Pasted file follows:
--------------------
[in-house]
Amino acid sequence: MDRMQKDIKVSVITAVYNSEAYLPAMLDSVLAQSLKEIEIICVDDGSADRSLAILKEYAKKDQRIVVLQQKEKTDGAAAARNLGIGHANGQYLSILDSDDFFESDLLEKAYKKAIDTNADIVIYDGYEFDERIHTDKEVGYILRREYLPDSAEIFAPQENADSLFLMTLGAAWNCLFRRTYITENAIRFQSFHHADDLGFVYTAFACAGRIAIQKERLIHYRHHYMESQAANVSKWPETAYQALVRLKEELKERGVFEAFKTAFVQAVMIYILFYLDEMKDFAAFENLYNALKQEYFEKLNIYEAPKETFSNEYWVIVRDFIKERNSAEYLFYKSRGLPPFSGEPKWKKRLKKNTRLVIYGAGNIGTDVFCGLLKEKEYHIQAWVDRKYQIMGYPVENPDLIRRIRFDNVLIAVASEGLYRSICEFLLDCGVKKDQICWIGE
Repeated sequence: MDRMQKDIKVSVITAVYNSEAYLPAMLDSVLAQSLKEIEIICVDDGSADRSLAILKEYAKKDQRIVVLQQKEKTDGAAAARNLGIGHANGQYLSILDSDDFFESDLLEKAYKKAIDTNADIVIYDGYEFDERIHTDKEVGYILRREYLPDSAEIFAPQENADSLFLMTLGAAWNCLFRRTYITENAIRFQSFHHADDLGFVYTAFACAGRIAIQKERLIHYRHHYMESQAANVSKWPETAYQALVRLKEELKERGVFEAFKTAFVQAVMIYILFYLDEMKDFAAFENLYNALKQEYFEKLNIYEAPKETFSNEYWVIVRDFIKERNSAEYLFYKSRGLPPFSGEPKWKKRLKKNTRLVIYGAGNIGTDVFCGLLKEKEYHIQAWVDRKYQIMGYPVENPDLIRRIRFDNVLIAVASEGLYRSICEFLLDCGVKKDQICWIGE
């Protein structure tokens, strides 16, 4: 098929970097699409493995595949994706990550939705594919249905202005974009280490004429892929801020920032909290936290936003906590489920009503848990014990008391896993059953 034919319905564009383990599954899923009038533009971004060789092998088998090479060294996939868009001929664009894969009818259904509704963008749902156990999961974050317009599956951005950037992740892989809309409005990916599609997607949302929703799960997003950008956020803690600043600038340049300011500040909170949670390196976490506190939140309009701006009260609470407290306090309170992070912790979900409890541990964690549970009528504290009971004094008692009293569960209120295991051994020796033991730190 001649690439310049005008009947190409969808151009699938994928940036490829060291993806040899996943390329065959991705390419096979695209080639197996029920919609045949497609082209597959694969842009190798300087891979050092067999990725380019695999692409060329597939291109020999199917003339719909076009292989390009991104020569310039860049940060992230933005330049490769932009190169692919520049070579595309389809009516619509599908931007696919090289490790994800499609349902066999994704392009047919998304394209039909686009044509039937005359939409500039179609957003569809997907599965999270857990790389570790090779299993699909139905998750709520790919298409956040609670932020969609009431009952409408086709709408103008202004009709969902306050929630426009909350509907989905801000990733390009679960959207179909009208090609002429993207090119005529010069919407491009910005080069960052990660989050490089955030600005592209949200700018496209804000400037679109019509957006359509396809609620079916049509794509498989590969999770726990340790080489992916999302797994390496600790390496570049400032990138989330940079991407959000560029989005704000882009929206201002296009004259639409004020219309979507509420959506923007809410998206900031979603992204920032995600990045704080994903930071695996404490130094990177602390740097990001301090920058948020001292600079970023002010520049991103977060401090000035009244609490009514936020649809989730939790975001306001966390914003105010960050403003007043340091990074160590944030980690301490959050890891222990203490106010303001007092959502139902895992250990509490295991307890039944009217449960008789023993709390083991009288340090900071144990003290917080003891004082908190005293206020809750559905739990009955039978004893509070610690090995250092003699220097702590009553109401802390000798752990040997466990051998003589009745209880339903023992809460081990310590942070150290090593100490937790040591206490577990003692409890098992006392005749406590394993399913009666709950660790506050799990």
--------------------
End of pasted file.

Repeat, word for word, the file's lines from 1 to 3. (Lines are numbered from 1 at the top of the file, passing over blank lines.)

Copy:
[in-house]
Amino acid sequence: MDRMQKDIKVSVITAVYNSEAYLPAMLDSVLAQSLKEIEIICVDDGSADRSLAILKEYAKKDQRIVVLQQKEKTDGAAAARNLGIGHANGQYLSILDSDDFFESDLLEKAYKKAIDTNADIVIYDGYEFDERIHTDKEVGYILRREYLPDSAEIFAPQENADSLFLMTLGAAWNCLFRRTYITENAIRFQSFHHADDLGFVYTAFACAGRIAIQKERLIHYRHHYMESQAANVSKWPETAYQALVRLKEELKERGVFEAFKTAFVQAVMIYILFYLDEMKDFAAFENLYNALKQEYFEKLNIYEAPKETFSNEYWVIVRDFIKERNSAEYLFYKSRGLPPFSGEPKWKKRLKKNTRLVIYGAGNIGTDVFCGLLKEKEYHIQAWVDRKYQIMGYPVENPDLIRRIRFDNVLIAVASEGLYRSICEFLLDCGVKKDQICWIGE
Repeated sequence: MDRMQKDIKVSVITAVYNSEAYLPAMLDSVLAQSLKEIEIICVDDGSADRSLAILKEYAKKDQRIVVLQQKEKTDGAAAARNLGIGHANGQYLSILDSDDFFESDLLEKAYKKAIDTNADIVIYDGYEFDERIHTDKEVGYILRREYLPDSAEIFAPQENADSLFLMTLGAAWNCLFRRTYITENAIRFQSFHHADDLGFVYTAFACAGRIAIQKERLIHYRHHYMESQAANVSKWPETAYQALVRLKEELKERGVFEAFKTAFVQAVMIYILFYLDEMKDFAAFENLYNALKQEYFEKLNIYEAPKETFSNEYWVIVRDFIKERNSAEYLFYKSRGLPPFSGEPKWKKRLKKNTRLVIYGAGNIGTDVFCGLLKEKEYHIQAWVDRKYQIMGYPVENPDLIRRIRFDNVLIAVASEGLYRSICEFLLDCGVKKDQICWIGE